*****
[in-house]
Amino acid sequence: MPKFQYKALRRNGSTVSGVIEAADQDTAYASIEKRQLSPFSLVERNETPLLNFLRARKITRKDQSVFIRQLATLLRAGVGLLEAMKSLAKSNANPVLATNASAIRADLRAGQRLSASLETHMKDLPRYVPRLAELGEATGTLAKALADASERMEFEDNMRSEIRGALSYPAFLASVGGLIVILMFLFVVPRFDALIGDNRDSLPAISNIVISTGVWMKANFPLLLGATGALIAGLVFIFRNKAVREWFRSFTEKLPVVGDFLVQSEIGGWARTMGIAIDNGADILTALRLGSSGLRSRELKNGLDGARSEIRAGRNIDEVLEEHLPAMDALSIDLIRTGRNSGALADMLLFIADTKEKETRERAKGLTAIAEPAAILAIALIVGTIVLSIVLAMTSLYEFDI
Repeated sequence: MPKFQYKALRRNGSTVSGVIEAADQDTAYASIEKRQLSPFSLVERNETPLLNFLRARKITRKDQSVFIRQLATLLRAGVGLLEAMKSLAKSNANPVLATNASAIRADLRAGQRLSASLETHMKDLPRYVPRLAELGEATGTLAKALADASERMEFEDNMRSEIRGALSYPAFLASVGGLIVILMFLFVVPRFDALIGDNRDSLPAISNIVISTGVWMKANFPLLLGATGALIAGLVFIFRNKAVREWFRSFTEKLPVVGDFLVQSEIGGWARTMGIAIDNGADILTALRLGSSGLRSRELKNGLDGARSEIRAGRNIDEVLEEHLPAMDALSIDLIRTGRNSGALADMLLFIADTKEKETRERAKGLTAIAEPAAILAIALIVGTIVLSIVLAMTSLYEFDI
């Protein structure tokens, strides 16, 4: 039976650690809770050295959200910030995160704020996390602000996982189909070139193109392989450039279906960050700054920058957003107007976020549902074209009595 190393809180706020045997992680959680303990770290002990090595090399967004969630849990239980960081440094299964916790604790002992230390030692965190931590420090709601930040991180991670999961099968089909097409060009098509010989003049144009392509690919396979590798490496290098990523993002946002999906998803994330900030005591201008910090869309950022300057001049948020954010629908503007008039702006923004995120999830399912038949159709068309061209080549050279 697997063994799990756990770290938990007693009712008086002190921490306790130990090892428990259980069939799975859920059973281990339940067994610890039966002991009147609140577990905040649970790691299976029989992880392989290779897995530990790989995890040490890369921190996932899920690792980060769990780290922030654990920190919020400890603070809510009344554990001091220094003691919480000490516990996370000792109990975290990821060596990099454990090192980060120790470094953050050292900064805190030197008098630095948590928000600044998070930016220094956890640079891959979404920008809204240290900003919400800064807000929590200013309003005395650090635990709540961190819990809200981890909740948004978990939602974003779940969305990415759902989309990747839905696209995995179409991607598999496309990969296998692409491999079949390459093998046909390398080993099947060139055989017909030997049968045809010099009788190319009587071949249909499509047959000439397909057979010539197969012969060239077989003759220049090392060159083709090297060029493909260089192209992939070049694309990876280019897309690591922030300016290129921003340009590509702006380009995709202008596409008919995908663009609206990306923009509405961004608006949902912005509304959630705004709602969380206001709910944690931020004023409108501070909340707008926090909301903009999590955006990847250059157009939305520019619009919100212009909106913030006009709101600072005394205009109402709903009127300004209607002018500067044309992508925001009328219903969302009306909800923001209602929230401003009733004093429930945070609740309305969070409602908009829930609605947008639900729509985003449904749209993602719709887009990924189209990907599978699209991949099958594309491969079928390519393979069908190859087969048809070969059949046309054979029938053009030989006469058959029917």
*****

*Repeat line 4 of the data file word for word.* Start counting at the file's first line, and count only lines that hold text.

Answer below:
């Protein structure tokens, strides 16, 4: 039976650690809770050295959200910030995160704020996390602000996982189909070139193109392989450039279906960050700054920058957003107007976020549902074209009595 190393809180706020045997992680959680303990770290002990090595090399967004969630849990239980960081440094299964916790604790002992230390030692965190931590420090709601930040991180991670999961099968089909097409060009098509010989003049144009392509690919396979590798490496290098990523993002946002999906998803994330900030005591201008910090869309950022300057001049948020954010629908503007008039702006923004995120999830399912038949159709068309061209080549050279 697997063994799990756990770290938990007693009712008086002190921490306790130990090892428990259980069939799975859920059973281990339940067994610890039966002991009147609140577990905040649970790691299976029989992880392989290779897995530990790989995890040490890369921190996932899920690792980060769990780290922030654990920190919020400890603070809510009344554990001091220094003691919480000490516990996370000792109990975290990821060596990099454990090192980060120790470094953050050292900064805190030197008098630095948590928000600044998070930016220094956890640079891959979404920008809204240290900003919400800064807000929590200013309003005395650090635990709540961190819990809200981890909740948004978990939602974003779940969305990415759902989309990747839905696209995995179409991607598999496309990969296998692409491999079949390459093998046909390398080993099947060139055989017909030997049968045809010099009788190319009587071949249909499509047959000439397909057979010539197969012969060239077989003759220049090392060159083709090297060029493909260089192209992939070049694309990876280019897309690591922030300016290129921003340009590509702006380009995709202008596409008919995908663009609206990306923009509405961004608006949902912005509304959630705004709602969380206001709910944690931020004023409108501070909340707008926090909301903009999590955006990847250059157009939305520019619009919100212009909106913030006009709101600072005394205009109402709903009127300004209607002018500067044309992508925001009328219903969302009306909800923001209602929230401003009733004093429930945070609740309305969070409602908009829930609605947008639900729509985003449904749209993602719709887009990924189209990907599978699209991949099958594309491969079928390519393979069908190859087969048809070969059949046309054979029938053009030989006469058959029917």